6 Ways to Make the Most of Interviews When You’re Hiring

By Ryan Kaldani | Updated: 27 Feb, 2014

Job interviews are almost always awkward. One third of all managers claim to have made their decision on hiring within the first 90 seconds of the interview. Still, the power dynamics, the formality and the candidate’s anxiety levels all make for some stilted conversation.

It’s an interviewer’s job to make the conversation flow and glean as much as they can about a candidate’s skills and values in a matter of minutes. As with most things, preparation is half the battle – on the part of the interviewer, not the prospective employee. That’s why several of these are things that you can do before and after the interview to make the actual discussion more fruitful.

  1. Outline your process: It’s tempting to post your ad and jump into interviewing mania. Resist this urge with all of your might. First invest in the process you will follow, from application submission and evaluation strategy and to what the offer and job description look like. This will not only serve as a helpful internal roadmap to guide each candidate, but will also improve the experience for candidates, which can be easily overlooked during your quest to scout the next company prodigy.
  2. Educate your candidates: Providing context to your business is key. Build a strong careers page that includes your company values, a vision of the opportunity, and real stories from employees. This move effectively covers two steps. It
    1. gives candidates a clear understanding on what to expect and
    2. elevates the conversation you can have. They will (hopefully) ask better questions and you can focus on higher level character traits/skills rather than job description or how the company works.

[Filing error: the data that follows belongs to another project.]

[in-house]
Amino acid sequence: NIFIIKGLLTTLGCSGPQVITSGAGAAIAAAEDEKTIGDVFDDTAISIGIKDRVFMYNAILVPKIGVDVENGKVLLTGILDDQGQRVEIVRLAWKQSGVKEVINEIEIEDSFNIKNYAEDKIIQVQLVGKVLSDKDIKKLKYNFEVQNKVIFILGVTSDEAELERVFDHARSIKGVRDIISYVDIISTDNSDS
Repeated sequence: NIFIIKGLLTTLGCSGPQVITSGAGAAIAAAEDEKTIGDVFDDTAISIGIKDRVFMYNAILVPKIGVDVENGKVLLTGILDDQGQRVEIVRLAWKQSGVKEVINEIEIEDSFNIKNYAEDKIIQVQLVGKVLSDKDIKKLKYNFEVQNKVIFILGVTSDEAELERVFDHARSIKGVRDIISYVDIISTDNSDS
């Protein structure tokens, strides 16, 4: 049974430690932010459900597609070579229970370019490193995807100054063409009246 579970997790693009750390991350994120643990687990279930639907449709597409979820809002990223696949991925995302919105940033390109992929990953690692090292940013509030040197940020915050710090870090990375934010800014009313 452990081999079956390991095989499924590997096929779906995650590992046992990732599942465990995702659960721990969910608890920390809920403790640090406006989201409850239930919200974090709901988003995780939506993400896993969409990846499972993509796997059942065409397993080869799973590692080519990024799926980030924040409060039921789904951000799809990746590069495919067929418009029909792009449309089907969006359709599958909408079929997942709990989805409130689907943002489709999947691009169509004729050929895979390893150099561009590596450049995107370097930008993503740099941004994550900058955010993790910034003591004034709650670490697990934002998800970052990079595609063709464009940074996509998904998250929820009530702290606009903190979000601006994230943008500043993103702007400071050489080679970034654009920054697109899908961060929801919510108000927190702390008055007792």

3. Set a single contact point: Designate a member of your team to coordinate the recruiting process. This keeps things simple (for both the candidate and recruiting team) and flows all communication through a single channel. This is especially important in remote interviews and hiring because time differences, email communications and making decision by committee can easily confuse and garble the message to the candidate.
  4. Video trumps voice: While you could have a great set of questions to ask during your interview, it is can still be difficult to evaluate candidates via a phone conversation. If your candidate is remote or can’t make it into the office for an interview, set up a video chat to simulate the closest thing to being in the same room.
  5. Report results: What traits and values make your ideal candidate? Answer this question and evaluate your candidates on these. Then, set up a form for all your interviewers to submit post-interview. The best feedback will come directly after the interview, when the critique is still fresh. In most cases, the decision on whether to hire or not will surface on its own from this range of feedback.
  6. Follow-up: Whether they make the next step or were not the right fit, following up quickly with the candidate on the status of their application is good practice. That’s true even if all you’re telling them is a timeline for the final decision.